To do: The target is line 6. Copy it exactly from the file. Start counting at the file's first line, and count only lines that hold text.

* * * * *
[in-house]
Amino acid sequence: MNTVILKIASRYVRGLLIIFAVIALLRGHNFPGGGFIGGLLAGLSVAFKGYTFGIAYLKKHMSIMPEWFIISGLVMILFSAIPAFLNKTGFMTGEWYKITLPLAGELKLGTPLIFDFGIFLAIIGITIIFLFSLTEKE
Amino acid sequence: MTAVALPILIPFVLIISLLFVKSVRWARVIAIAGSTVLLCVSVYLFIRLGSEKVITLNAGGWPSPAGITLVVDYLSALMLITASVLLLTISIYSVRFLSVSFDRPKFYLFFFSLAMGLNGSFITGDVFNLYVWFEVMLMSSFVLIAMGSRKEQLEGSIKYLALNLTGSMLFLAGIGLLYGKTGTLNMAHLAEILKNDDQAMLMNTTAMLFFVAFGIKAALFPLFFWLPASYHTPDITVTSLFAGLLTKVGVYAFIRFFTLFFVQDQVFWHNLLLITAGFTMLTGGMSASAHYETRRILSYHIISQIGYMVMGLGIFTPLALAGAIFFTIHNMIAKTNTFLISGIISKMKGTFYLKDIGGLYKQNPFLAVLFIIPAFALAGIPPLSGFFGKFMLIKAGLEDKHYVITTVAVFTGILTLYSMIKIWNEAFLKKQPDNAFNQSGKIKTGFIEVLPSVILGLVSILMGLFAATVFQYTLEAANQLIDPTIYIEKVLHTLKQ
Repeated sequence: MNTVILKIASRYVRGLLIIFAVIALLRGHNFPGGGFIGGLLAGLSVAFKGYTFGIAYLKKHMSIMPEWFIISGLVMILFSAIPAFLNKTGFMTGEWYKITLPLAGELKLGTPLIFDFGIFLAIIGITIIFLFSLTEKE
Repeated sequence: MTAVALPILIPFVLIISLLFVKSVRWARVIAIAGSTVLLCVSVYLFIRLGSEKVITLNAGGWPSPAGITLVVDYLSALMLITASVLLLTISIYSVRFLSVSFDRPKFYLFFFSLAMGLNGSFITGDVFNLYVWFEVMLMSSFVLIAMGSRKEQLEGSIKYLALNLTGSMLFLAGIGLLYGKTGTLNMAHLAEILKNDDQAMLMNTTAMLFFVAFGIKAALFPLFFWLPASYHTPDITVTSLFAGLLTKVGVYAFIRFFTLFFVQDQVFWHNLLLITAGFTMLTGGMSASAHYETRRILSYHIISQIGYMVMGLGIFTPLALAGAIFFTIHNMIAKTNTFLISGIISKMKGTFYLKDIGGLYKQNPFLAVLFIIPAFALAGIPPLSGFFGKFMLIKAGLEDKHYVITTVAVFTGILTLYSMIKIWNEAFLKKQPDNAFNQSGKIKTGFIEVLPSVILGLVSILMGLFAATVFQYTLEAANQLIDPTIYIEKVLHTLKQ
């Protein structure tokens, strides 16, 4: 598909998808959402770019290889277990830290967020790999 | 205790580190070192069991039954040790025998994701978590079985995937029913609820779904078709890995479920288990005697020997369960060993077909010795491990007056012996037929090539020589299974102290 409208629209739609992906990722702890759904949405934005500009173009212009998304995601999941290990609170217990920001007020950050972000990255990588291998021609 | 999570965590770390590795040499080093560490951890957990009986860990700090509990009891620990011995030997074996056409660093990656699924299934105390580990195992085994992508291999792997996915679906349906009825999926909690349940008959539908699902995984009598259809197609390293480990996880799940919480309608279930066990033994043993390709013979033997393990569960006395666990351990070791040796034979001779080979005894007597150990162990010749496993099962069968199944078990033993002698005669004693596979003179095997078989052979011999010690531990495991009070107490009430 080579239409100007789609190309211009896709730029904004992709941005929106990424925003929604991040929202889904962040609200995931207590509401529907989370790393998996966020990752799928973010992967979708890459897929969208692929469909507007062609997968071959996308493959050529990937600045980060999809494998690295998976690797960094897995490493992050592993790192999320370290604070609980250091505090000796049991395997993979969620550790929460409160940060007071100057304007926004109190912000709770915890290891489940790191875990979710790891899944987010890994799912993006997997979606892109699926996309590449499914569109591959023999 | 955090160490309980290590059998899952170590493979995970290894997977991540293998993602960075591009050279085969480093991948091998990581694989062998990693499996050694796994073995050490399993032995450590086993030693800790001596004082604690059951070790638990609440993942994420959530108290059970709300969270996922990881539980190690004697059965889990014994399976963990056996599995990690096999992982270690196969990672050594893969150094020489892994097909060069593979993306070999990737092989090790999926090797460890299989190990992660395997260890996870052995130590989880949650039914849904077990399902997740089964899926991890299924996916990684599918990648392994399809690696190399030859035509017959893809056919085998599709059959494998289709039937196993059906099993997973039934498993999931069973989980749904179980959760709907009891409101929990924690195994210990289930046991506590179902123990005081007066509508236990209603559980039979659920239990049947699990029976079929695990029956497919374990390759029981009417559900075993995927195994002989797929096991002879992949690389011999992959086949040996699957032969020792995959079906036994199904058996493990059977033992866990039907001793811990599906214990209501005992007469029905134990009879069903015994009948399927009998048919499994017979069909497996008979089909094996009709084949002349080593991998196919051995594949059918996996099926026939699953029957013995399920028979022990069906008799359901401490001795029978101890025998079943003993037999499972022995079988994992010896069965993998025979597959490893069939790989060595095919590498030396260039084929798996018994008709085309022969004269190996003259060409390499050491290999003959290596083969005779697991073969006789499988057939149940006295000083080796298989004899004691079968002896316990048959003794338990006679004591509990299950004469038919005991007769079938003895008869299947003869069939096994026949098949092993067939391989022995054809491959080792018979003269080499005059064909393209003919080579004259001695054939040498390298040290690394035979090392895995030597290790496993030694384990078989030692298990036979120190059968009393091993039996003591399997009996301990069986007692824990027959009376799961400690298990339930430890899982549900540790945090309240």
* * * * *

């Protein structure tokens, strides 16, 4: 598909998808959402770019290889277990830290967020790999 | 205790580190070192069991039954040790025998994701978590079985995937029913609820779904078709890995479920288990005697020997369960060993077909010795491990007056012996037929090539020589299974102290 409208629209739609992906990722702890759904949405934005500009173009212009998304995601999941290990609170217990920001007020950050972000990255990588291998021609 | 999570965590770390590795040499080093560490951890957990009986860990700090509990009891620990011995030997074996056409660093990656699924299934105390580990195992085994992508291999792997996915679906349906009825999926909690349940008959539908699902995984009598259809197609390293480990996880799940919480309608279930066990033994043993390709013979033997393990569960006395666990351990070791040796034979001779080979005894007597150990162990010749496993099962069968199944078990033993002698005669004693596979003179095997078989052979011999010690531990495991009070107490009430 080579239409100007789609190309211009896709730029904004992709941005929106990424925003929604991040929202889904962040609200995931207590509401529907989370790393998996966020990752799928973010992967979708890459897929969208692929469909507007062609997968071959996308493959050529990937600045980060999809494998690295998976690797960094897995490493992050592993790192999320370290604070609980250091505090000796049991395997993979969620550790929460409160940060007071100057304007926004109190912000709770915890290891489940790191875990979710790891899944987010890994799912993006997997979606892109699926996309590449499914569109591959023999 | 955090160490309980290590059998899952170590493979995970290894997977991540293998993602960075591009050279085969480093991948091998990581694989062998990693499996050694796994073995050490399993032995450590086993030693800790001596004082604690059951070790638990609440993942994420959530108290059970709300969270996922990881539980190690004697059965889990014994399976963990056996599995990690096999992982270690196969990672050594893969150094020489892994097909060069593979993306070999990737092989090790999926090797460890299989190990992660395997260890996870052995130590989880949650039914849904077990399902997740089964899926991890299924996916990684599918990648392994399809690696190399030859035509017959893809056919085998599709059959494998289709039937196993059906099993997973039934498993999931069973989980749904179980959760709907009891409101929990924690195994210990289930046991506590179902123990005081007066509508236990209603559980039979659920239990049947699990029976079929695990029956497919374990390759029981009417559900075993995927195994002989797929096991002879992949690389011999992959086949040996699957032969020792995959079906036994199904058996493990059977033992866990039907001793811990599906214990209501005992007469029905134990009879069903015994009948399927009998048919499994017979069909497996008979089909094996009709084949002349080593991998196919051995594949059918996996099926026939699953029957013995399920028979022990069906008799359901401490001795029978101890025998079943003993037999499972022995079988994992010896069965993998025979597959490893069939790989060595095919590498030396260039084929798996018994008709085309022969004269190996003259060409390499050491290999003959290596083969005779697991073969006789499988057939149940006295000083080796298989004899004691079968002896316990048959003794338990006679004591509990299950004469038919005991007769079938003895008869299947003869069939096994026949098949092993067939391989022995054809491959080792018979003269080499005059064909393209003919080579004259001695054939040498390298040290690394035979090392895995030597290790496993030694384990078989030692298990036979120190059968009393091993039996003591399997009996301990069986007692824990027959009376799961400690298990339930430890899982549900540790945090309240």